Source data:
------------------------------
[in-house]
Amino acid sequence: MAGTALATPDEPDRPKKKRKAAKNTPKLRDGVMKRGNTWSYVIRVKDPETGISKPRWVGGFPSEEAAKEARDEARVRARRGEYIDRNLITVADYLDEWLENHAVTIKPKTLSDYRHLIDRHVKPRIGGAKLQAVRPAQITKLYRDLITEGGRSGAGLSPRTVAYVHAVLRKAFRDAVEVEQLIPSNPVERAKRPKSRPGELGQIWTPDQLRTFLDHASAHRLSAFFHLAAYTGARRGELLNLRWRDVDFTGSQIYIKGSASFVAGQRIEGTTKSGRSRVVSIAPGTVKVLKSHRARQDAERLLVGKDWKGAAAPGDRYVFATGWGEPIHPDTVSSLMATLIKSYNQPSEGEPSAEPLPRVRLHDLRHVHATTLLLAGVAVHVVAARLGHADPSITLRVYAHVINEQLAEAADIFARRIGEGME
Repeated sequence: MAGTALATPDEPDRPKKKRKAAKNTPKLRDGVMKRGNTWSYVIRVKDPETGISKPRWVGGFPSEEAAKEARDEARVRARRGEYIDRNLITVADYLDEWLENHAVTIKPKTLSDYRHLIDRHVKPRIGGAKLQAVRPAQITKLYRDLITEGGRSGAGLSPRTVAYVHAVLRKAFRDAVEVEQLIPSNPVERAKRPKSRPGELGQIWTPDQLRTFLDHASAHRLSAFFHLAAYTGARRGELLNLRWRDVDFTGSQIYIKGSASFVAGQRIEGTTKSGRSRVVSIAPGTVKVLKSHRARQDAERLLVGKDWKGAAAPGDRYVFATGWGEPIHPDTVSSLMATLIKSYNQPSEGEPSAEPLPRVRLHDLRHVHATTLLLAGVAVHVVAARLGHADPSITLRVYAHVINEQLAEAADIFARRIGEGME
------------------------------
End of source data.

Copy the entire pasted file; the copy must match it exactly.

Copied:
[in-house]
Amino acid sequence: MAGTALATPDEPDRPKKKRKAAKNTPKLRDGVMKRGNTWSYVIRVKDPETGISKPRWVGGFPSEEAAKEARDEARVRARRGEYIDRNLITVADYLDEWLENHAVTIKPKTLSDYRHLIDRHVKPRIGGAKLQAVRPAQITKLYRDLITEGGRSGAGLSPRTVAYVHAVLRKAFRDAVEVEQLIPSNPVERAKRPKSRPGELGQIWTPDQLRTFLDHASAHRLSAFFHLAAYTGARRGELLNLRWRDVDFTGSQIYIKGSASFVAGQRIEGTTKSGRSRVVSIAPGTVKVLKSHRARQDAERLLVGKDWKGAAAPGDRYVFATGWGEPIHPDTVSSLMATLIKSYNQPSEGEPSAEPLPRVRLHDLRHVHATTLLLAGVAVHVVAARLGHADPSITLRVYAHVINEQLAEAADIFARRIGEGME
Repeated sequence: MAGTALATPDEPDRPKKKRKAAKNTPKLRDGVMKRGNTWSYVIRVKDPETGISKPRWVGGFPSEEAAKEARDEARVRARRGEYIDRNLITVADYLDEWLENHAVTIKPKTLSDYRHLIDRHVKPRIGGAKLQAVRPAQITKLYRDLITEGGRSGAGLSPRTVAYVHAVLRKAFRDAVEVEQLIPSNPVERAKRPKSRPGELGQIWTPDQLRTFLDHASAHRLSAFFHLAAYTGARRGELLNLRWRDVDFTGSQIYIKGSASFVAGQRIEGTTKSGRSRVVSIAPGTVKVLKSHRARQDAERLLVGKDWKGAAAPGDRYVFATGWGEPIHPDTVSSLMATLIKSYNQPSEGEPSAEPLPRVRLHDLRHVHATTLLLAGVAVHVVAARLGHADPSITLRVYAHVINEQLAEAADIFARRIGEGME